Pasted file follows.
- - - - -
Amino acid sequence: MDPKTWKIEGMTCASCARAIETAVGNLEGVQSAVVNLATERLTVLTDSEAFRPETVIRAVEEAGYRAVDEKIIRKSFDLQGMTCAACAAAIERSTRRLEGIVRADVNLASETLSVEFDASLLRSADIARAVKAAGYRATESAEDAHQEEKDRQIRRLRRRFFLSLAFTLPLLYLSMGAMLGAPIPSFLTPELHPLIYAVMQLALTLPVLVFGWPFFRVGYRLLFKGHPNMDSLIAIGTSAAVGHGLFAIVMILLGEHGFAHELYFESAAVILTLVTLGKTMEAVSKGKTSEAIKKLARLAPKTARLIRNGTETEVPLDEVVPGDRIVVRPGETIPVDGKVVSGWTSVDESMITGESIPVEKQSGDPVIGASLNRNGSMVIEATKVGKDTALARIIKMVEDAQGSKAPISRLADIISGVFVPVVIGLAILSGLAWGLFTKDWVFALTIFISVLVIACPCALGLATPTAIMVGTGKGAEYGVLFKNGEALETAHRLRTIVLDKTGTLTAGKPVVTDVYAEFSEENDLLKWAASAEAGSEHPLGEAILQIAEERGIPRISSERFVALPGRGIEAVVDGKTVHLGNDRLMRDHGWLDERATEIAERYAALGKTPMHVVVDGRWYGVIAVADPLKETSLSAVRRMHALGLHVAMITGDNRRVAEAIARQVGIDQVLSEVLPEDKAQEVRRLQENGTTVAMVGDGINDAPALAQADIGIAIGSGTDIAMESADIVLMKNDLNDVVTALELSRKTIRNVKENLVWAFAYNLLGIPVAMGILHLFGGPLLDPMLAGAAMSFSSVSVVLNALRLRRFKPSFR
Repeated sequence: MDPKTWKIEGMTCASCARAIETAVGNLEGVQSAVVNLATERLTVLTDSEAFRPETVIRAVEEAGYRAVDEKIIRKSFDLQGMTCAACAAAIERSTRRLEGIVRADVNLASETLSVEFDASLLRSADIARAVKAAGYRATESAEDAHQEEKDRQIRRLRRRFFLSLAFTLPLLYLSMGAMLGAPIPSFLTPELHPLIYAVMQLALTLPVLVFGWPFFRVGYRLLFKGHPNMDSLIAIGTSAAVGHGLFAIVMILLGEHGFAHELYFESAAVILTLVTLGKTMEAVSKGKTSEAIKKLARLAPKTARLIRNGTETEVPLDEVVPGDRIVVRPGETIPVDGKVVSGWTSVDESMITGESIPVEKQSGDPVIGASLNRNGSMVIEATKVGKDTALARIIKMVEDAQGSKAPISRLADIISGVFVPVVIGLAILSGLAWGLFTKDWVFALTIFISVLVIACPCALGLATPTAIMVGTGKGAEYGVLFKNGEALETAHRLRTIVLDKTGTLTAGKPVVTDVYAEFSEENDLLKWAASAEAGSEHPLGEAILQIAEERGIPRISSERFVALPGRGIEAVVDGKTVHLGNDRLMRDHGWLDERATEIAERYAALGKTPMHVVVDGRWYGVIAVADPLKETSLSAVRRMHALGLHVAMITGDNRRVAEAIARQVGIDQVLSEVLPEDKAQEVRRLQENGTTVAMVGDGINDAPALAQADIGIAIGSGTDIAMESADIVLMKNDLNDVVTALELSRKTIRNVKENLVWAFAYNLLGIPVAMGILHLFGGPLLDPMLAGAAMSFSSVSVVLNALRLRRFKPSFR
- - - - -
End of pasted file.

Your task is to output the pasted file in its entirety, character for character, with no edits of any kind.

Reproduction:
Amino acid sequence: MDPKTWKIEGMTCASCARAIETAVGNLEGVQSAVVNLATERLTVLTDSEAFRPETVIRAVEEAGYRAVDEKIIRKSFDLQGMTCAACAAAIERSTRRLEGIVRADVNLASETLSVEFDASLLRSADIARAVKAAGYRATESAEDAHQEEKDRQIRRLRRRFFLSLAFTLPLLYLSMGAMLGAPIPSFLTPELHPLIYAVMQLALTLPVLVFGWPFFRVGYRLLFKGHPNMDSLIAIGTSAAVGHGLFAIVMILLGEHGFAHELYFESAAVILTLVTLGKTMEAVSKGKTSEAIKKLARLAPKTARLIRNGTETEVPLDEVVPGDRIVVRPGETIPVDGKVVSGWTSVDESMITGESIPVEKQSGDPVIGASLNRNGSMVIEATKVGKDTALARIIKMVEDAQGSKAPISRLADIISGVFVPVVIGLAILSGLAWGLFTKDWVFALTIFISVLVIACPCALGLATPTAIMVGTGKGAEYGVLFKNGEALETAHRLRTIVLDKTGTLTAGKPVVTDVYAEFSEENDLLKWAASAEAGSEHPLGEAILQIAEERGIPRISSERFVALPGRGIEAVVDGKTVHLGNDRLMRDHGWLDERATEIAERYAALGKTPMHVVVDGRWYGVIAVADPLKETSLSAVRRMHALGLHVAMITGDNRRVAEAIARQVGIDQVLSEVLPEDKAQEVRRLQENGTTVAMVGDGINDAPALAQADIGIAIGSGTDIAMESADIVLMKNDLNDVVTALELSRKTIRNVKENLVWAFAYNLLGIPVAMGILHLFGGPLLDPMLAGAAMSFSSVSVVLNALRLRRFKPSFR
Repeated sequence: MDPKTWKIEGMTCASCARAIETAVGNLEGVQSAVVNLATERLTVLTDSEAFRPETVIRAVEEAGYRAVDEKIIRKSFDLQGMTCAACAAAIERSTRRLEGIVRADVNLASETLSVEFDASLLRSADIARAVKAAGYRATESAEDAHQEEKDRQIRRLRRRFFLSLAFTLPLLYLSMGAMLGAPIPSFLTPELHPLIYAVMQLALTLPVLVFGWPFFRVGYRLLFKGHPNMDSLIAIGTSAAVGHGLFAIVMILLGEHGFAHELYFESAAVILTLVTLGKTMEAVSKGKTSEAIKKLARLAPKTARLIRNGTETEVPLDEVVPGDRIVVRPGETIPVDGKVVSGWTSVDESMITGESIPVEKQSGDPVIGASLNRNGSMVIEATKVGKDTALARIIKMVEDAQGSKAPISRLADIISGVFVPVVIGLAILSGLAWGLFTKDWVFALTIFISVLVIACPCALGLATPTAIMVGTGKGAEYGVLFKNGEALETAHRLRTIVLDKTGTLTAGKPVVTDVYAEFSEENDLLKWAASAEAGSEHPLGEAILQIAEERGIPRISSERFVALPGRGIEAVVDGKTVHLGNDRLMRDHGWLDERATEIAERYAALGKTPMHVVVDGRWYGVIAVADPLKETSLSAVRRMHALGLHVAMITGDNRRVAEAIARQVGIDQVLSEVLPEDKAQEVRRLQENGTTVAMVGDGINDAPALAQADIGIAIGSGTDIAMESADIVLMKNDLNDVVTALELSRKTIRNVKENLVWAFAYNLLGIPVAMGILHLFGGPLLDPMLAGAAMSFSSVSVVLNALRLRRFKPSFR